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Samuel Pierpont Langley at Widewater

Samuel Pierpont Langley

1903 was a banner year for aircraft development, and Stafford County was on the bleeding edge of it. On December 17, Orville and Wilbur Wright had the first successful manned flight of a mechanical, heavier-than-air machine at Kitty Hawk, North Carolina. But two months before that, on October 7, Samuel Pierpont Langley—with the blessings of Smithsonian—launched his design at Widewater in Stafford County. The only problem was, the well-funded flight crashed, dooming Langley’s dreams of being first in flight.

He called it “The Great Aerodrome,” which was understandable since he had had great success with his previous Aerodromes. Number 6 flew 4,200 feet and at about 30 mph on November 28, 1896. But it was unmanned. As Secretary of the Smithsonian Institution and a holder of impressive academic degrees, Langley was able to get $50,000 in funding to develop the Great Aerodrome from the War Department.

The day arrived, and Langley, his crew, his houseboat (with catapult!), and loads of newspaper reporters came out to record history being made. It was history… of a sort. The great invention, launched by catapult over Widewater, could not take the strain of being pitched at such a high rate of speed. The front wing was badly damaged, and a reporter on scene declared that it “flew like a handful of mortar.”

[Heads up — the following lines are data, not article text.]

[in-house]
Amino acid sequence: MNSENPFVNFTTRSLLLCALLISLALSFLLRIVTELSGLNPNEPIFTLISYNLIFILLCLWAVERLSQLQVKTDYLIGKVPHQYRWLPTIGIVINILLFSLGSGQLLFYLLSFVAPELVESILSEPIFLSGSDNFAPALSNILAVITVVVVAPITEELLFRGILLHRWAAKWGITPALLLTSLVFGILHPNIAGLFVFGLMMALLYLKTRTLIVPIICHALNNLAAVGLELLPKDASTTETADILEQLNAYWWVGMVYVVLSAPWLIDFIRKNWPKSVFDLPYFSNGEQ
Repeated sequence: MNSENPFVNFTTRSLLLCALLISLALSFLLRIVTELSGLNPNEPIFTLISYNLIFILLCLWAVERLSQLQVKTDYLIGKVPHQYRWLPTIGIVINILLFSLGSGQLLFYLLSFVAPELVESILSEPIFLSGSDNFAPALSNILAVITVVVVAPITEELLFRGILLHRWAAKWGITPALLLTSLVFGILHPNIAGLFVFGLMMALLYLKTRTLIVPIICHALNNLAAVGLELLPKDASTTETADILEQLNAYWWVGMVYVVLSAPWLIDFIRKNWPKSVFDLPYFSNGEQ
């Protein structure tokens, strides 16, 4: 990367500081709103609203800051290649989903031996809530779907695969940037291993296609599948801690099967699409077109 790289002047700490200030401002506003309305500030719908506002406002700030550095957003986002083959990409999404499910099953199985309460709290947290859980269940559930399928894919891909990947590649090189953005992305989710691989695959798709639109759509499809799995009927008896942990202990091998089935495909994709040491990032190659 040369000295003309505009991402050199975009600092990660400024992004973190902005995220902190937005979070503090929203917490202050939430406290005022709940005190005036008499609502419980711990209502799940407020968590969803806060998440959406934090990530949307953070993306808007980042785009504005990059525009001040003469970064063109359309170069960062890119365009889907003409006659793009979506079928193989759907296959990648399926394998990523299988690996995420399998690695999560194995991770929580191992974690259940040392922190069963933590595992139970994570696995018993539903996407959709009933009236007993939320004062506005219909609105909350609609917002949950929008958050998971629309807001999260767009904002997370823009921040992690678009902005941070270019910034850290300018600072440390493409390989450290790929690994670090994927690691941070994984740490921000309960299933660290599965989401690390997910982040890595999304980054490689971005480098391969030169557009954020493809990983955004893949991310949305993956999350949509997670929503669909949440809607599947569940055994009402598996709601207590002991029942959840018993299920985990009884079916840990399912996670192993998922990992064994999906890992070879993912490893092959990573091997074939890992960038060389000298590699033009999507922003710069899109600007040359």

The second—and last—launch, just eight days before the Wright brothers’ success, went even worse. On December 9, 1903, the plane catapulted, crashed, and smashed in the water, with the man-on-board Charles Manley nearly drowning in the ice-coated Potomac. He could not really be called a pilot as the aircraft had no steering.

The reporters had a field day with “Langley’s Folly,” and his critics in Washington were livid. The Brooklyn Eagle quoted Representative Hitchcock as saying, "You tell Langley for me ... that the only thing he ever made fly was Government money."

Langley’s reputation for scientific development was in tatters, and he died after a series of strokes in 1906. But that is not the entire story. Although defeated by his manned flight project, Langley is still remembered for his achievements in astronomy, and Langley Air Force Base is named for him. As to Charles Manley, the Manley-Balzer engine that powered the Aerodrome was later revived and used by Glenn Curtiss (Curtiss Aeroplane and Motor Company, later Curtiss-Wright Corporation), and Manley went on to be part of a team that developed the popular Curtiss OX-5 engine.